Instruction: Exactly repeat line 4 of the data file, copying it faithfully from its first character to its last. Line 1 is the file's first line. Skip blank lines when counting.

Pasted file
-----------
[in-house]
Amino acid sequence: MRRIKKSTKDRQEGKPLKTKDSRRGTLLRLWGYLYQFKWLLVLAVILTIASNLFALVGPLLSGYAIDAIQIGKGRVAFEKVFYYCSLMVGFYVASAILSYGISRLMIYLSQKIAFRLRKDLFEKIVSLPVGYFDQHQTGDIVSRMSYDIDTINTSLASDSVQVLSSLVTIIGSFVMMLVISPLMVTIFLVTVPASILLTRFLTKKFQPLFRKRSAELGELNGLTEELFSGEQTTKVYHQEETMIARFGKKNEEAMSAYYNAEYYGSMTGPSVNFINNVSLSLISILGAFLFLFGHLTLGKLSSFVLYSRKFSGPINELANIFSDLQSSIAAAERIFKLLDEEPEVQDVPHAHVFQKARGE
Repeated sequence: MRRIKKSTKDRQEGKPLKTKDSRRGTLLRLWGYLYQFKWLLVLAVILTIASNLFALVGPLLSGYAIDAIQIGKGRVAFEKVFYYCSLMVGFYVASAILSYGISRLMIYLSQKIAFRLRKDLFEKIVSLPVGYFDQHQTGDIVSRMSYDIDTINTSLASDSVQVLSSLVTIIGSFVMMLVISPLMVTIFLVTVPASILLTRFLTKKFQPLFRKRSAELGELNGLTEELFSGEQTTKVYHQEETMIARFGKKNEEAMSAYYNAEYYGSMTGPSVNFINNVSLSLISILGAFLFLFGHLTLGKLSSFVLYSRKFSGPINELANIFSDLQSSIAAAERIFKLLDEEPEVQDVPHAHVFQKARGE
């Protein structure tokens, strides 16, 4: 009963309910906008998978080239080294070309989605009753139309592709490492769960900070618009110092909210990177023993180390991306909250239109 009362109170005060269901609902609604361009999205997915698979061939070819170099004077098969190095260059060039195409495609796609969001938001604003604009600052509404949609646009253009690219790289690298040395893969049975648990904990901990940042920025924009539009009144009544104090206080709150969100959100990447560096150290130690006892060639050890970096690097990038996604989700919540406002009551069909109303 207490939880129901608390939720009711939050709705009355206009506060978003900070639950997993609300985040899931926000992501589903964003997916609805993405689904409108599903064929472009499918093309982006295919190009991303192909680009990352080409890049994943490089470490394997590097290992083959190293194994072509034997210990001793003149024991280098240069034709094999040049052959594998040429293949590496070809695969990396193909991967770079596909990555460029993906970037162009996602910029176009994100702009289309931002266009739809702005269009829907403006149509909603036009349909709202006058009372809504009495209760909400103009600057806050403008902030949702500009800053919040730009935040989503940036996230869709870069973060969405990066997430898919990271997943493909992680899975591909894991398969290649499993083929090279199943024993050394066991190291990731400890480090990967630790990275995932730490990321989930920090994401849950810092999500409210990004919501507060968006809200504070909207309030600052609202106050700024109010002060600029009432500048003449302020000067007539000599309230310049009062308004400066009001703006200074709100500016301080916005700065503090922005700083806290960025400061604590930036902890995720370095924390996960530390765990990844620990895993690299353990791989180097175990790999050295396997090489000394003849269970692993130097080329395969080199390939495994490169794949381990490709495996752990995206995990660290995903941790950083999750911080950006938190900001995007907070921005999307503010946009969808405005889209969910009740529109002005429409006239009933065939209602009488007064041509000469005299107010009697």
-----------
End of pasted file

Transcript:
């Protein structure tokens, strides 16, 4: 009963309910906008998978080239080294070309989605009753139309592709490492769960900070618009110092909210990177023993180390991306909250239109 009362109170005060269901609902609604361009999205997915698979061939070819170099004077098969190095260059060039195409495609796609969001938001604003604009600052509404949609646009253009690219790289690298040395893969049975648990904990901990940042920025924009539009009144009544104090206080709150969100959100990447560096150290130690006892060639050890970096690097990038996604989700919540406002009551069909109303 207490939880129901608390939720009711939050709705009355206009506060978003900070639950997993609300985040899931926000992501589903964003997916609805993405689904409108599903064929472009499918093309982006295919190009991303192909680009990352080409890049994943490089470490394997590097290992083959190293194994072509034997210990001793003149024991280098240069034709094999040049052959594998040429293949590496070809695969990396193909991967770079596909990555460029993906970037162009996602910029176009994100702009289309931002266009739809702005269009829907403006149509909603036009349909709202006058009372809504009495209760909400103009600057806050403008902030949702500009800053919040730009935040989503940036996230869709870069973060969405990066997430898919990271997943493909992680899975591909894991398969290649499993083929090279199943024993050394066991190291990731400890480090990967630790990275995932730490990321989930920090994401849950810092999500409210990004919501507060968006809200504070909207309030600052609202106050700024109010002060600029009432500048003449302020000067007539000599309230310049009062308004400066009001703006200074709100500016301080916005700065503090922005700083806290960025400061604590930036902890995720370095924390996960530390765990990844620990895993690299353990791989180097175990790999050295396997090489000394003849269970692993130097080329395969080199390939495994490169794949381990490709495996752990995206995990660290995903941790950083999750911080950006938190900001995007907070921005999307503010946009969808405005889209969910009740529109002005429409006239009933065939209602009488007064041509000469005299107010009697």